Trinity Celebrates 25 Years of Neuroscience with ‘The Brain Event’

Two-Day Conference Features Talks by David Tolin and Joseph LeDoux

​Hartford, Connecticut, April 18, 2016 – To honor the 25th anniversary of its Neuroscience Program, Trinity College has hosted a series of special events during the 2015-2016 academic year. The year-long celebration culminated on April 1 and 2 with “The Brain Event,” a two-day conference filled with talks given by world-renowned speakers, presentations of posters by Trinity students, and panel discussions featuring Trinity alumni, moderated by Trinity professors. Saturday’s events began with a welcoming speech given by Trinity President Joanne Berger-Sweeney, who is also a professor of neuroscience at the College.

Charles A. Dana Research Professor of Psychology and Neuroscience Sarah Raskin with David Tolin, Ph.D.
Photo by John Atashian​
In a mid-day plenary session, David Tolin, Ph.D., delivered a talk titled “Face Your Fears: Changing Behavior and the Brain with Exposure Therapy.” Tolin is the founder and director of the Anxiety Disorders Center at the Institute of Living, an adjunct professor of psychiatry at Yale University School of Medicine, the author of Face Your Fears, Buried in Treasures, and Treating Trichotillomania, and has been featured on “Hoarders” (A&E), “The OCD Project” (VH1), and “My Shopping Addiction” (Oxygen).

Tolin began his talk by explaining how everyone experiences anxiety. “It’s a human emotion,” he said. “There’s a range, however, from anxious people to an anxiety disorder, which becomes an issue when it hurts their functioning quality of life.” But when you want to face these fears that cause your anxiety, he said, that’s where his therapy comes in.

Tolin explained how therapy lasts longer than the effects of medications, as it actually changes the way that you as a person think, thus conditioning you to no longer be afraid or anxious. The process to achieve this conditioning requires several steps, Tolin said. He showed a clip of a woman he worked with who was afraid of snakes. A one-time therapy session with Tolin helped her get over her fears. He accomplished this by having her first fill out a questionnaire in which she ranked different scenarios interacting with a snake, ranging from hearing the word “snake,” to having a snake on her arm. Then he visually introduced her to a snake so she became comfortable seeing it. Finally, she became comfortable to the point that she was able to hold the snake in her hands.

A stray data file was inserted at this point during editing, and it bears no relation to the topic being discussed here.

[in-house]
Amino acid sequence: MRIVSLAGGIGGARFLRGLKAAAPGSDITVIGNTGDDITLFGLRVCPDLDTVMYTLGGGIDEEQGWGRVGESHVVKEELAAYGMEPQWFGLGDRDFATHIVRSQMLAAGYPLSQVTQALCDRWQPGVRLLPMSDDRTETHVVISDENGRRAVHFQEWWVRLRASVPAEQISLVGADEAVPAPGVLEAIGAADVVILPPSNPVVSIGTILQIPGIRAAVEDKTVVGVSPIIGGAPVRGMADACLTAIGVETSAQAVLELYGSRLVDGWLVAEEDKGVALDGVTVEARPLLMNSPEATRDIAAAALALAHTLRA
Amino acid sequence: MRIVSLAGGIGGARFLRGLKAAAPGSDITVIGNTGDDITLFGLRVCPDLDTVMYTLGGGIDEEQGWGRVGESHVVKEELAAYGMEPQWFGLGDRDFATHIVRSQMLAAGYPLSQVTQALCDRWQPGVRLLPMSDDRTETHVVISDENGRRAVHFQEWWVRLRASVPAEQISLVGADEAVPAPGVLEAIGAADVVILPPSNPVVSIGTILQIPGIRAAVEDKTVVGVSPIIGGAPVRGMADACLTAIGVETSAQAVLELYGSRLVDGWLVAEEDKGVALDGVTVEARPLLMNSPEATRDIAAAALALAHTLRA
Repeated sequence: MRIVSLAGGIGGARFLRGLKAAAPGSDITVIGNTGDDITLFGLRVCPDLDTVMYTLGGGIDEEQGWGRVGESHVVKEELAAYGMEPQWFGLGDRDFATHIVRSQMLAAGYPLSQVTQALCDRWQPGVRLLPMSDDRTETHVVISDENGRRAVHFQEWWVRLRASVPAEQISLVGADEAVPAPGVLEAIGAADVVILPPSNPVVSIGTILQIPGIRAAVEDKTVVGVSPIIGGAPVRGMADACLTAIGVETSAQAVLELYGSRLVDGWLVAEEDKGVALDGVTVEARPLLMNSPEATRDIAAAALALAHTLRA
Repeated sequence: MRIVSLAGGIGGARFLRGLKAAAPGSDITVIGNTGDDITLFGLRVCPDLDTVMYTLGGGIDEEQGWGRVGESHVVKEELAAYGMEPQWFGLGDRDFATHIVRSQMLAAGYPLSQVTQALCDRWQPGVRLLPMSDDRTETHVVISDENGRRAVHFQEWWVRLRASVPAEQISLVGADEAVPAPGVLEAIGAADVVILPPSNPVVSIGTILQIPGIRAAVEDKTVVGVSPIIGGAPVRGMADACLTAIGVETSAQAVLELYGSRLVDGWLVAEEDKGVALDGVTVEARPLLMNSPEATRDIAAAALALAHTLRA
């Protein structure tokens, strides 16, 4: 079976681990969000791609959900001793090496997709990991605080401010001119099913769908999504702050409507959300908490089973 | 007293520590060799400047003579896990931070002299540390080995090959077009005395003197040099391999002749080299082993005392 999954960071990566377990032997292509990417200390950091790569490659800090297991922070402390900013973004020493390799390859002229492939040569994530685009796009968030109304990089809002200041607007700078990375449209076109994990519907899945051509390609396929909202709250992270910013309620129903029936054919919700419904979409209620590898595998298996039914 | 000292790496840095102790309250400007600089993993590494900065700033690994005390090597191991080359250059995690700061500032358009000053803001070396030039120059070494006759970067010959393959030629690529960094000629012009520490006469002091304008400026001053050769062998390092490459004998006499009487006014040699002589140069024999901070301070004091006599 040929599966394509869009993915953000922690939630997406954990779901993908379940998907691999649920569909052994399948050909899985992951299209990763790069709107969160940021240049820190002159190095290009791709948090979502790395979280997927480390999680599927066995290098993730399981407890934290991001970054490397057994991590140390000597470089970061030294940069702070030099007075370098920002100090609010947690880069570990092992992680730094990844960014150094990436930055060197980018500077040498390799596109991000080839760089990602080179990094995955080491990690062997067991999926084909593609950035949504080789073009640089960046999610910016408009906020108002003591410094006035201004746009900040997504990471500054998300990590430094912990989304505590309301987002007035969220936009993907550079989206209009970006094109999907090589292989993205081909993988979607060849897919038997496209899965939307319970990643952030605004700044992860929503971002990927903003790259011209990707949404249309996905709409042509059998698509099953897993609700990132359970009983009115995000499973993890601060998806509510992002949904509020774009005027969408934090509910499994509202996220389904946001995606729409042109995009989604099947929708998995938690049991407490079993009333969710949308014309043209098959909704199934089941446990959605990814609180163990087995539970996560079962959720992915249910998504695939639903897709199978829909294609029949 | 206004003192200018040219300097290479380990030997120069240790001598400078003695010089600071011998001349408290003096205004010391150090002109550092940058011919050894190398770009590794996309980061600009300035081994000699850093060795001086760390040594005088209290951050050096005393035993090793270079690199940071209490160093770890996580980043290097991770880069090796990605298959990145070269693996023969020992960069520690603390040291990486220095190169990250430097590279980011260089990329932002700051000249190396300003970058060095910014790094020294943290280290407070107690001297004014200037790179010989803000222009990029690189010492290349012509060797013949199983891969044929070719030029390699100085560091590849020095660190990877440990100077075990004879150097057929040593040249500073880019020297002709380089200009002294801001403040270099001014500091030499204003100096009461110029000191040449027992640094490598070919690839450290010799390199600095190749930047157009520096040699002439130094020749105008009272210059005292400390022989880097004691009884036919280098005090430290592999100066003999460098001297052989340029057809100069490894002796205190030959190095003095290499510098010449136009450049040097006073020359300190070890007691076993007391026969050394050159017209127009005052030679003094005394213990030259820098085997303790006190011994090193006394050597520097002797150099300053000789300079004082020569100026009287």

​Erin Aisenberg '16 and Julia Duggan '16 with
Joseph LeDoux, Ph.D.
Later that evening, the keynote address, “Coming to Terms with Fear and Anxiety,” was delivered by Joseph LeDoux, Ph.D., Henry and Lucy Moses Professor of Science, Center for Neural Science at New York University. He is also director of the Emotional Brain Institute at NYU and the Nathan Kline Institute, and the author of The Integrated Mind, The Emotional Brain, Synaptic Self, and Anxious. The program also featured the music of LeDoux’s band, the Amygdaloids.

Neuroscience has made a name for itself at Trinity College. In 1996, then Trinity faculty member Priscilla Kehoe co-founded NEURON (Northeast Undergraduate Research Organization for Neuroscience) with professors from Bates College and Connecticut College. From the success of NEURON, Trinity was invited by Project Kaleidoscope (PKAL), an organization dedicated to advancing the study of STEM, to help other small liberal arts colleges set up their own neuroscience programs.

Sarah Raskin, Charles A. Dana Research Professor of Psychology and Neuroscience and current director of Trinity’s Neuroscience Program, explained, “Neuroscience was – and still is – among the most interdisciplinary of all majors, blending biology, psychology, chemistry, engineering, and philosophy.”

Andrew Hatch ’17 a neuroscience major from San Diego, California, explained that he enjoys seeing how each professor brings a unique interpretation of how the brain works and what functions are most important. “I like it because it is a fascinating field with constant innovations and so much that has yet to be understood,” Hatch said.

For a complete schedule of events celebrating 25 years of neuroscience at Trinity College, click here.

Written by Ursula Paige Granirer ’17

To view the Flickr set of photos from which this slide show was generated, please click here.